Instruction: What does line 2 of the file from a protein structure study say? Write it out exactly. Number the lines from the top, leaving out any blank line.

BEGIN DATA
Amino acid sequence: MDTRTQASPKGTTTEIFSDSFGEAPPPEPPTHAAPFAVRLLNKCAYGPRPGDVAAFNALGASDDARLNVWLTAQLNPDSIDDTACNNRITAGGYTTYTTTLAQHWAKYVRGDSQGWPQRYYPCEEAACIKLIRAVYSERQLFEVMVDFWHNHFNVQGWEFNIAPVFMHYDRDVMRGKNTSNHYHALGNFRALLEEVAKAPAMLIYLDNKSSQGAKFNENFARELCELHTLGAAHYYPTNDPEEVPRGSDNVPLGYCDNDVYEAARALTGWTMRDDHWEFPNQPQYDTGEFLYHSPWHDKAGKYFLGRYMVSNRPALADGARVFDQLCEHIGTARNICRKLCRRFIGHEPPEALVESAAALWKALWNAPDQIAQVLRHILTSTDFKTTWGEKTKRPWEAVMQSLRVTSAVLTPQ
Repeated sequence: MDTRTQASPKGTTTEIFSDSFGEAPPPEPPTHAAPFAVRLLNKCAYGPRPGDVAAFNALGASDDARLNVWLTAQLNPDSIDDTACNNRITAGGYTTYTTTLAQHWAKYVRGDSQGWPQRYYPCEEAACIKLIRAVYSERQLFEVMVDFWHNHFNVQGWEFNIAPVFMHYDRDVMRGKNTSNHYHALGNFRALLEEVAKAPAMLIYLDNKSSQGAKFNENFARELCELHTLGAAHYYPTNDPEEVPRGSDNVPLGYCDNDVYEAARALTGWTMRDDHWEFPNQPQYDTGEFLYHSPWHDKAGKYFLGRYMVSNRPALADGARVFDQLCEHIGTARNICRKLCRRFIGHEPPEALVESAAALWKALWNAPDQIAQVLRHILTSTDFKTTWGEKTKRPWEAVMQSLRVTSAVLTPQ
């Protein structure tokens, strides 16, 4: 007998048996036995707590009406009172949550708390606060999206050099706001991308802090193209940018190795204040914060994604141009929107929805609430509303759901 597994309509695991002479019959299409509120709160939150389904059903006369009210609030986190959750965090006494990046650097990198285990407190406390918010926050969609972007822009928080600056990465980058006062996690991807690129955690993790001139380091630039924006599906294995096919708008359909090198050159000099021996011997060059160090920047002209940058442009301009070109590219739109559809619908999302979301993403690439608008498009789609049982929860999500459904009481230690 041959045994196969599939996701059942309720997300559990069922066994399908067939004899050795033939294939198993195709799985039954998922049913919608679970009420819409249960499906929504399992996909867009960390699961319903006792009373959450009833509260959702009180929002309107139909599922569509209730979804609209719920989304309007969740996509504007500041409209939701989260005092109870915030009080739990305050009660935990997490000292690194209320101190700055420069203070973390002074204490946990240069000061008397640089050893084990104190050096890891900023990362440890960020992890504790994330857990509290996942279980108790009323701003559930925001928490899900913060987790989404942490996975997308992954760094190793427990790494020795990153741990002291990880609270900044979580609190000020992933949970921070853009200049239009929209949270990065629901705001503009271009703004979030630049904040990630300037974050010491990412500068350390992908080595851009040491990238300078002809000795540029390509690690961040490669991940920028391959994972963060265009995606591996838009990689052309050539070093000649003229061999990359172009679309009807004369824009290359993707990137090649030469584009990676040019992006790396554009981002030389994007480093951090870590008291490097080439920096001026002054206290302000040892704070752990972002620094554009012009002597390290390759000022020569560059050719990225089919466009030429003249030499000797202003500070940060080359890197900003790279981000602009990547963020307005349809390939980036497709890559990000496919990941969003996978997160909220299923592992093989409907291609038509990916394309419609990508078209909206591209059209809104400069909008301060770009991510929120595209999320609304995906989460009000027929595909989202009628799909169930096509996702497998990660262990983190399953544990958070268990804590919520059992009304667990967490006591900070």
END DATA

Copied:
Repeated sequence: MDTRTQASPKGTTTEIFSDSFGEAPPPEPPTHAAPFAVRLLNKCAYGPRPGDVAAFNALGASDDARLNVWLTAQLNPDSIDDTACNNRITAGGYTTYTTTLAQHWAKYVRGDSQGWPQRYYPCEEAACIKLIRAVYSERQLFEVMVDFWHNHFNVQGWEFNIAPVFMHYDRDVMRGKNTSNHYHALGNFRALLEEVAKAPAMLIYLDNKSSQGAKFNENFARELCELHTLGAAHYYPTNDPEEVPRGSDNVPLGYCDNDVYEAARALTGWTMRDDHWEFPNQPQYDTGEFLYHSPWHDKAGKYFLGRYMVSNRPALADGARVFDQLCEHIGTARNICRKLCRRFIGHEPPEALVESAAALWKALWNAPDQIAQVLRHILTSTDFKTTWGEKTKRPWEAVMQSLRVTSAVLTPQ